pulse collapse to zero, so it reads 25 volts, and the
intervening phase 3 reads 30 volts, which is the
timing source of the dc field feedback current which
only uses about 5 volts.
    In any case with an externally powered field, the
output short currents can be measured initially by
variac DC input to field, so that for example we know
that one field amp will produce a 10 amp supply ect.
There is then no need for any further ballasting when
the alternator is attached to a high voltage
transformer, but we can also compute whether the
supply can meet the demand. Typically we may wish to
operate at 8 times 60 hz or 480 hz. I seem to recall
that my alternator can yeild 8 amps given a 14 volt
open circuit. 14 *62 = 860 volt pole pig supply. A 5
nf cap would have a reactance of 66,348 ohms, for a
secondary current of 13 ma, creating only a primary
demand of .8 A., one tenth of its ordinary supply.

In order to bridge this gap Maximum Energy Transfer
Resonances can be designed. I have made these with 4
layers of Radio Shack Megacable Speaker wire. They are
essentially the most amount of resistance that can be
placed on the outputs, before that output starts
delivering below its shorted current rating.  The
coils at resonance actually produce the same current
available on a short of the outputs. The 2.3 mh
spirals,@ ~.8 ohms each phase using ~ 44 uf @ 480 hz
produces an acting q factor of 5, but this is obtained
at a cost that the derived higher voltage currents are
now current limited by the impedance of the individual
reactances, which for this case is 7 ohms. The
interphasal voltage rise being 1.7 times that of the
individual q factors of 5, a 14 volts stator now
produces 119 volts between the LC midpoints, where the
current limitation on those interphasal branches are
also 1.7 times less. If the interphasal voltage lines
were now placed on a step up transformer, the moment a
short is seen on the output, the entire input reverts
to a tank circuit supply, where formerly it was a
series resonant voltage rise supply, and both the
withdrawal of the voltage and amperage should help to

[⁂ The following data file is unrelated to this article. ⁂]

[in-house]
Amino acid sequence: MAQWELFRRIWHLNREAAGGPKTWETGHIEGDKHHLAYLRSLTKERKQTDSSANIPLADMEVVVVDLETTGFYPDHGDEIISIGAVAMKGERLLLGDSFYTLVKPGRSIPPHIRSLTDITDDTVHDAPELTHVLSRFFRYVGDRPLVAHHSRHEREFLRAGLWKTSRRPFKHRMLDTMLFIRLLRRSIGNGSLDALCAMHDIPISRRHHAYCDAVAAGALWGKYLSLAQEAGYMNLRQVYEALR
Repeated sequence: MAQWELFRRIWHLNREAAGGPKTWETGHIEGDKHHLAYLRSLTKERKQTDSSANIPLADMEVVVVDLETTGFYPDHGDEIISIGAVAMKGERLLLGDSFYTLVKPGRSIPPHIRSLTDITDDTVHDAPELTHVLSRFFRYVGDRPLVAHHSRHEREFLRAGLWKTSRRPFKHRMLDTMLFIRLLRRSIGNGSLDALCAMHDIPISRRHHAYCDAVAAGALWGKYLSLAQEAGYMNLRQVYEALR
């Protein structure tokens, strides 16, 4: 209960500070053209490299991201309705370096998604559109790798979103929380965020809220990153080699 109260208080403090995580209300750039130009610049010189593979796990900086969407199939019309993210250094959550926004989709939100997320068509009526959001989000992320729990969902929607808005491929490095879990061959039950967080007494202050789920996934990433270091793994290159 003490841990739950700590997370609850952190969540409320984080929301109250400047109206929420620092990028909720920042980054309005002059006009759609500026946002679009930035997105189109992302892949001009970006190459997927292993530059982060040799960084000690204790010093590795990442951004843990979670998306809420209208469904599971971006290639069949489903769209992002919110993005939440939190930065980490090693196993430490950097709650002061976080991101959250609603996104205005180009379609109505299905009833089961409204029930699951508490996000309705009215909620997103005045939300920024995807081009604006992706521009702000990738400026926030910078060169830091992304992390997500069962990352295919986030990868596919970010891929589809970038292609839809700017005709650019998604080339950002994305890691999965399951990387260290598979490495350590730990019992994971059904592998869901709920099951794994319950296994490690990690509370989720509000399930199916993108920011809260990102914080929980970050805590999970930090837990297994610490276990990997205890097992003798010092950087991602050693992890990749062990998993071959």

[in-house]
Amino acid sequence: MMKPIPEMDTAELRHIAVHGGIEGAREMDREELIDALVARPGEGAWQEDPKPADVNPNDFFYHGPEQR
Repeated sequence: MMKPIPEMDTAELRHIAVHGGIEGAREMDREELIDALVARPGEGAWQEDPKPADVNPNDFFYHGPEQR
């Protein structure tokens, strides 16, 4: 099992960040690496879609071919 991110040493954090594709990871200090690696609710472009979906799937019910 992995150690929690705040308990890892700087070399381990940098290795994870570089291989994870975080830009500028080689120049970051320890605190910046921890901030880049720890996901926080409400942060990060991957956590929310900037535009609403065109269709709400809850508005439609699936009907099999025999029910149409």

instantaneously quench the arc. Going back to this
example, if a pole pig 62/1 voltage step up were used
where a 14 volt stator consumed .8 A, given the 8.5
ratio of voltage step up made by series resonance,
this would now demand 6.8 A  from the primaries. If a
short were placed on the transformer the primaries
will only supply an interphasal current of 1.7 times
the reactance of 7 ohms for this example, where 14
volts would yeild a reactance current of 2 amps, so
only 1.7 * 2 = 3.4 A for a demand now placed at twice
that requirement of 6.8 A. It would be interesting to
see what would occur in this case where the supply
cant meet the demand, but I imagine only half the
expected voltage would then appear on the outputs.

So... also realizing that with the increase of
frequency the energy transfer to the LC ringdowns
increases proportionally so that energy wise running a
8 nf cap @ 60 hz is equivalent to running a 1 nf cap @
480 hz. If the arc formation is dependent on the
amount of energy transfer, a arc might be operational
at a lower voltage at higher frequencies. In the
presently designed system, it is seen the given the
fact of using a 5 nf capacitor, this would not allow
the primary current demand to develope, but if the
demand were to be met, it could then supply a 2.5 nf
limtation instead, which again is equivalent in power
delivery to a 20 nf 60 hz tesla primary.  Hence the
design factors  for the primary of higher frequency
supply input mean that the primaries can contain more
inductance, and the capacities made smaller.